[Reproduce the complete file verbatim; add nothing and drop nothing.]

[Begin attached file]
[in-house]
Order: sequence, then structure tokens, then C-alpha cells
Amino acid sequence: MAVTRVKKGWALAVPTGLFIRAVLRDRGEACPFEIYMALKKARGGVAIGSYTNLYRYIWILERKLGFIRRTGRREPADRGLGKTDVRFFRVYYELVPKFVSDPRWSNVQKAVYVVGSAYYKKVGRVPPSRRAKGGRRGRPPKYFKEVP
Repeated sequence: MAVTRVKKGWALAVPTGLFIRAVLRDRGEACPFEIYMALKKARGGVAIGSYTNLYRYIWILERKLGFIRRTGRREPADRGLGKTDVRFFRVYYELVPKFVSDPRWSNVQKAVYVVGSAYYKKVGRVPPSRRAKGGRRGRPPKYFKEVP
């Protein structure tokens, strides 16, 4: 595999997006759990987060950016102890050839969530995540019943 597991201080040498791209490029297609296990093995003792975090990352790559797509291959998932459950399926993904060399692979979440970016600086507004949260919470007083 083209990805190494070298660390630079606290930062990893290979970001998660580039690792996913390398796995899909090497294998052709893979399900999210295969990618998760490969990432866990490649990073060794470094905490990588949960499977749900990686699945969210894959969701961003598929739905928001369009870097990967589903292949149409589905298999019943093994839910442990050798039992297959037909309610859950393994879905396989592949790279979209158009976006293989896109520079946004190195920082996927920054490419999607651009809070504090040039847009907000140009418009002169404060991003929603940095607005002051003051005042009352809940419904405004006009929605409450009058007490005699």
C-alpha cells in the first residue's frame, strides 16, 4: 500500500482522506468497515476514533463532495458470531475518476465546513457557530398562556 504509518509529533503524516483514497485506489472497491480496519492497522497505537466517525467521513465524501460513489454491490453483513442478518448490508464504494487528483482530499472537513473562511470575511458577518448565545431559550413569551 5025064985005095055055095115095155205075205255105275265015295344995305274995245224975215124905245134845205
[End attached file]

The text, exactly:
[in-house]
Order: sequence, then structure tokens, then C-alpha cells
Amino acid sequence: MAVTRVKKGWALAVPTGLFIRAVLRDRGEACPFEIYMALKKARGGVAIGSYTNLYRYIWILERKLGFIRRTGRREPADRGLGKTDVRFFRVYYELVPKFVSDPRWSNVQKAVYVVGSAYYKKVGRVPPSRRAKGGRRGRPPKYFKEVP
Repeated sequence: MAVTRVKKGWALAVPTGLFIRAVLRDRGEACPFEIYMALKKARGGVAIGSYTNLYRYIWILERKLGFIRRTGRREPADRGLGKTDVRFFRVYYELVPKFVSDPRWSNVQKAVYVVGSAYYKKVGRVPPSRRAKGGRRGRPPKYFKEVP
């Protein structure tokens, strides 16, 4: 595999997006759990987060950016102890050839969530995540019943 597991201080040498791209490029297609296990093995003792975090990352790559797509291959998932459950399926993904060399692979979440970016600086507004949260919470007083 083209990805190494070298660390630079606290930062990893290979970001998660580039690792996913390398796995899909090497294998052709893979399900999210295969990618998760490969990432866990490649990073060794470094905490990588949960499977749900990686699945969210894959969701961003598929739905928001369009870097990967589903292949149409589905298999019943093994839910442990050798039992297959037909309610859950393994879905396989592949790279979209158009976006293989896109520079946004190195920082996927920054490419999607651009809070504090040039847009907000140009418009002169404060991003929603940095607005002051003051005042009352809940419904405004006009929605409450009058007490005699």
C-alpha cells in the first residue's frame, strides 16, 4: 500500500482522506468497515476514533463532495458470531475518476465546513457557530398562556 504509518509529533503524516483514497485506489472497491480496519492497522497505537466517525467521513465524501460513489454491490453483513442478518448490508464504494487528483482530499472537513473562511470575511458577518448565545431559550413569551 5025064985005095055055095115095155205075205255105275265015295344995305274995245224975215124905245134845205